lunes, 29 de abril de 2013
Colombian troops killed a fighter of the Revolutionary Armed Forces of Colombia (FARC) and captured 13 in gunfights on 28 April in the south-western district of Tumaco near Ecuador's frontier, Caracol radio reported. The head of the Army's Third Division General Jorge Alberto Seguro said the action against members of the Daniel Aldana Column struck at the FARC's drug trafficking operations in this part of Colombia. Police separately arrested in the south-western department of Cauca on 26 April 17 members of the FARC's Sixth Front suspected of preparing an armed robbery on an army helicopter thought to carry cash worth over 830,000 euros, Europa Press and Colombian media reported. Police detained the suspects in several houses in the district of Puerto Tejada, also confiscating army uniforms, weapons and explosives. The detained were thought to have scheduled their assault for the afternoon of 26 April when the helicopter was to have landed. One detainee, a guerrilla dubbed Leo, was identified as head of the Sixth Front's "special" or elite forces. The 17 were taken to face charges in the city of Cali, Caracol radio reported on 27 April. The army also shot dead two FARC captains in different operations; one was Diomer, identified as fourth-in-command of the Miller Perdomo mobile column active in the Cauca and Valle de Cauca departments in south-western and western Colombia. He was killed in an eight-hour gun fight in the district of Suarez in Cauca, El Espectador reported, citing army declarations. The army also confirmed on 28 April that its troops shot dead two guerrillas in Bojayá in the north-western department of Chocó including a mid-ranking chief in the FARC's Front 57, a man dubbed Nando. Nando was in the FARC for 19 years and suspected in a range of activities including extortion and the forcible recruitment of indigenous Colombians from Chocó, El Colombiano reported.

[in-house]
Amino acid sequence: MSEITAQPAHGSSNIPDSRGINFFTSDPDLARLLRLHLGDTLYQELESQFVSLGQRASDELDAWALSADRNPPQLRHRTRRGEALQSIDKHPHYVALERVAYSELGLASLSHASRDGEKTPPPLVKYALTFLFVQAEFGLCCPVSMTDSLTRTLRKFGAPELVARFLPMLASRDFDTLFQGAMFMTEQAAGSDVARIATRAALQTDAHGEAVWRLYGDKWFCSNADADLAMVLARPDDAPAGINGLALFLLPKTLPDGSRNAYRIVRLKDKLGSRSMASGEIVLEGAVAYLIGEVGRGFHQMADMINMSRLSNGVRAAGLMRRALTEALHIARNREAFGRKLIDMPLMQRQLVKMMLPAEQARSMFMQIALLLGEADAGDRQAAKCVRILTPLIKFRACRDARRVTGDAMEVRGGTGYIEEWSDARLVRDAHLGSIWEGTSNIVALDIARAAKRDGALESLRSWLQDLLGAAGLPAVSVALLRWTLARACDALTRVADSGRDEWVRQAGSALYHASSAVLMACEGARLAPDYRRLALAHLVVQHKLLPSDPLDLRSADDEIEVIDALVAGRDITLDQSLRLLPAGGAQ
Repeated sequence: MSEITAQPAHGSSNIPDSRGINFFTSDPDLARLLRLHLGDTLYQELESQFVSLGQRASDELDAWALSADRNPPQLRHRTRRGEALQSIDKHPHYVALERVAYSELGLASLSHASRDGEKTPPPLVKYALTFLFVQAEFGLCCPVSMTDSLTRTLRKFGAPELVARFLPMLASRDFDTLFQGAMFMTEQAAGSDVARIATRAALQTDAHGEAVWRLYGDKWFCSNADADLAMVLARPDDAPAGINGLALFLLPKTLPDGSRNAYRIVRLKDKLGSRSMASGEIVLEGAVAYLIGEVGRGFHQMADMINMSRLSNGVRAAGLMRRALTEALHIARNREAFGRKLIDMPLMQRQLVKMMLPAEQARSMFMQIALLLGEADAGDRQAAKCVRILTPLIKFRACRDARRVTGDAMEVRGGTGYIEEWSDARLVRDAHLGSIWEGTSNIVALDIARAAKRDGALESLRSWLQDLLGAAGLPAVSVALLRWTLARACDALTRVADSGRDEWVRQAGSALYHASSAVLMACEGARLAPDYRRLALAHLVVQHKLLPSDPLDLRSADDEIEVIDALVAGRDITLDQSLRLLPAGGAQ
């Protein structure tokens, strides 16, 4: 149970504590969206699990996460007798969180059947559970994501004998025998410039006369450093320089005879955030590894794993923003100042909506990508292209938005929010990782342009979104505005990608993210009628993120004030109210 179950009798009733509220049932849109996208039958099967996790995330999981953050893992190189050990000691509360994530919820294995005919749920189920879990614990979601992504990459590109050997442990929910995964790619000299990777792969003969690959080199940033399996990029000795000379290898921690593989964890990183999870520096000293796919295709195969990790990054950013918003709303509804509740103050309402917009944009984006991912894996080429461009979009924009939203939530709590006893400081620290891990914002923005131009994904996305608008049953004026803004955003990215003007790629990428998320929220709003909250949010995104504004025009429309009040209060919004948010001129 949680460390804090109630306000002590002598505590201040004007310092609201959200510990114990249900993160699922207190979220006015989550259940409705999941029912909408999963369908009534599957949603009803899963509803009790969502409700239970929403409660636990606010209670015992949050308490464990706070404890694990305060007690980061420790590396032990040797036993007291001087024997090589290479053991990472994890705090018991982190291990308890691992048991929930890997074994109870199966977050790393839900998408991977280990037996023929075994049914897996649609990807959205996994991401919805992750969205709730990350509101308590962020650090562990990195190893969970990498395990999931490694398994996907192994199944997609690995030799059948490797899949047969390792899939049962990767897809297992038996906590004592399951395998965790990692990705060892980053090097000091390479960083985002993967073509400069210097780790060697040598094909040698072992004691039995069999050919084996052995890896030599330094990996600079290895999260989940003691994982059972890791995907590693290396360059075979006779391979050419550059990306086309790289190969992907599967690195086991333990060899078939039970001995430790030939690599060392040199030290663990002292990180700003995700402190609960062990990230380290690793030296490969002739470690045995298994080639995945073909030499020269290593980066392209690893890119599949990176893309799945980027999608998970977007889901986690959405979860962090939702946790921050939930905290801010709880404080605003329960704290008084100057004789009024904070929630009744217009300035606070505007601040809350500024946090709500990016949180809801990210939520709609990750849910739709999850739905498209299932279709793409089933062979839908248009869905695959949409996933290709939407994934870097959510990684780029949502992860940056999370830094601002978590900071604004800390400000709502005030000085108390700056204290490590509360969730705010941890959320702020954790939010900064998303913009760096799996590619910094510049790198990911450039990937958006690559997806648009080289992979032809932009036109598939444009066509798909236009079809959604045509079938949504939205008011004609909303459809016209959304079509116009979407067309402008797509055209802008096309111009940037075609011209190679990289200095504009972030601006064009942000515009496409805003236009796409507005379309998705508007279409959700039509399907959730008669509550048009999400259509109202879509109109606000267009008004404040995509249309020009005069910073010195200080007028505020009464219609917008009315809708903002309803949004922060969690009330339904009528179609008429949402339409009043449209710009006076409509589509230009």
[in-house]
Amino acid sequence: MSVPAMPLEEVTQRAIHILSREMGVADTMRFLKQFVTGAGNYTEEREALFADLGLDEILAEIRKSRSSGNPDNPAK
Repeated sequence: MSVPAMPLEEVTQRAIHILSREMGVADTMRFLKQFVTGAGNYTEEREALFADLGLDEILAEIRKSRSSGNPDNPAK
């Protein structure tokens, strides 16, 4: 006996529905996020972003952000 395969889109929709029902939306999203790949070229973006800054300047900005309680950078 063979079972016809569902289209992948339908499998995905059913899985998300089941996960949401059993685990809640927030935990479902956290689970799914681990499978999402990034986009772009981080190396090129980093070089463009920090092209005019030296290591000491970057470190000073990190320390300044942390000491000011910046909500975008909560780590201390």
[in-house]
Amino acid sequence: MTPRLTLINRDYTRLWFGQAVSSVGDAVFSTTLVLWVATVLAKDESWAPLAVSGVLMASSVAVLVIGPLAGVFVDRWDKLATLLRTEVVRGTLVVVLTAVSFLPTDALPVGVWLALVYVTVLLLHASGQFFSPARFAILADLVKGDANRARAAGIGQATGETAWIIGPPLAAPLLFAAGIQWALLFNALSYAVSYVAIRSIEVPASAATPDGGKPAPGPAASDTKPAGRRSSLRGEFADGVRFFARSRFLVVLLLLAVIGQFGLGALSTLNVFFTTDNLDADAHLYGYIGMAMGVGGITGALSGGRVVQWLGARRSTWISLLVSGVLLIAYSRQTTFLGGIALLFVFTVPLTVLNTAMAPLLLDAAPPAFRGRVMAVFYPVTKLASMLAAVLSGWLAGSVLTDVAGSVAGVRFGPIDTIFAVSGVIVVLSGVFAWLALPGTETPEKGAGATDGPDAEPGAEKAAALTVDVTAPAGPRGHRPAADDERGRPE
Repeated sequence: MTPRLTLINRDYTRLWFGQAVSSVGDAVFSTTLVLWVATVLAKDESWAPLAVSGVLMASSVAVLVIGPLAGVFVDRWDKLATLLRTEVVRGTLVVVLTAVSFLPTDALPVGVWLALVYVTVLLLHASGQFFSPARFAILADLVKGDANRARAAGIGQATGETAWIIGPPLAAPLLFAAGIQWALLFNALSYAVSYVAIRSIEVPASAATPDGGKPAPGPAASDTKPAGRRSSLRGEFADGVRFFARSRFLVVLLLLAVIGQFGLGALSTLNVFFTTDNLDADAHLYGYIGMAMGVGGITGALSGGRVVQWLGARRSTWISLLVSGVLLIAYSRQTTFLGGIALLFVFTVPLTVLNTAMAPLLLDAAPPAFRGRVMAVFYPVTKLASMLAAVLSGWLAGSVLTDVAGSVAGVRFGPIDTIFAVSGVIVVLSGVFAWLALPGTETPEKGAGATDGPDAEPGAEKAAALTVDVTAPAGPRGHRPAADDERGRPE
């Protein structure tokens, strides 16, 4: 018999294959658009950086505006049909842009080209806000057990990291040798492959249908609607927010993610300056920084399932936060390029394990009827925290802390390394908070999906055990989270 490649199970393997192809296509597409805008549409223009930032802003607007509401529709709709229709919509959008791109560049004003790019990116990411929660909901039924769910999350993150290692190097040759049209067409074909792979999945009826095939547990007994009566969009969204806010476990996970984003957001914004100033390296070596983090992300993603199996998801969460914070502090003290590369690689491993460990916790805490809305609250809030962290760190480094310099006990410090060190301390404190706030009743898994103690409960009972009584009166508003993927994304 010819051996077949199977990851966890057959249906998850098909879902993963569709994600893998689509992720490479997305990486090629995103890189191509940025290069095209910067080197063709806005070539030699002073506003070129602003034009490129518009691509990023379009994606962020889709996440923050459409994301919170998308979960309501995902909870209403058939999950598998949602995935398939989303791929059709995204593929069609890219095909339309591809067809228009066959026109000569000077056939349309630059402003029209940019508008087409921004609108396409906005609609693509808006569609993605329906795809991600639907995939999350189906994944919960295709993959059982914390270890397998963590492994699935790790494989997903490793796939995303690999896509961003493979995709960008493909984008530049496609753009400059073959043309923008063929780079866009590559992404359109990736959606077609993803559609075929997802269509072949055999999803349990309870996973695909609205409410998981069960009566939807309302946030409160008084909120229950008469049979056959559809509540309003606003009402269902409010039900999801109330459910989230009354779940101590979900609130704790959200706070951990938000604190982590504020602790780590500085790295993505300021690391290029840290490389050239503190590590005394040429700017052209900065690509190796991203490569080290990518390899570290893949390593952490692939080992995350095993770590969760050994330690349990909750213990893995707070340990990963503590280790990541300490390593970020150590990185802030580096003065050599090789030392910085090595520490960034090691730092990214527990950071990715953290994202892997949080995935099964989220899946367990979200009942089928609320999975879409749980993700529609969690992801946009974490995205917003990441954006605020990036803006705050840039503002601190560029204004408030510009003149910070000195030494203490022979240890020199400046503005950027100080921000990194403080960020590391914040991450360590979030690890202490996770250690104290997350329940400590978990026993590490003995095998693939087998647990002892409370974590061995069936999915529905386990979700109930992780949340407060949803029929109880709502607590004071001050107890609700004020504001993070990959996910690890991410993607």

Venezuela's National Electoral Council (CNE) was preparing on 29 April a partial audit of votes cast in the 14 April presidential elections, in spite of stating earlier that this would likely not overturn the results and re-election of President Nicolás Maduro, which the opposition has firmly contested. The former opposition candidate Henrique Capriles alleged there had been electoral fraud and has demanded a full recount of votes. The CNE was to audit between 6 May and 4 June a random selection of ballot boxes from the 46 per cent of voting stations not audited automatically on 14 April, the daily El Universal reported on 28 April, citing comments by the CNE head, Tibisay Lucena. This was apparently an expanded audit to which the authorities had agreed, though the opposition remained dissatisfied, having demanded an audit with all documents evidencing the voting process including lists of those who voted, El Universal reported. The opposition coalition Table of Democratic Unity (MUD) decided on 28 April that its technicians would not attend the start of the random audit, suspecting authorities did not want a full verification using voter lists and fingerprints. A MUD spokesman said the opposition had specific evidence of irregularities required to back any legal challenge it might launch against the elections, El Nacional reported on 29 April.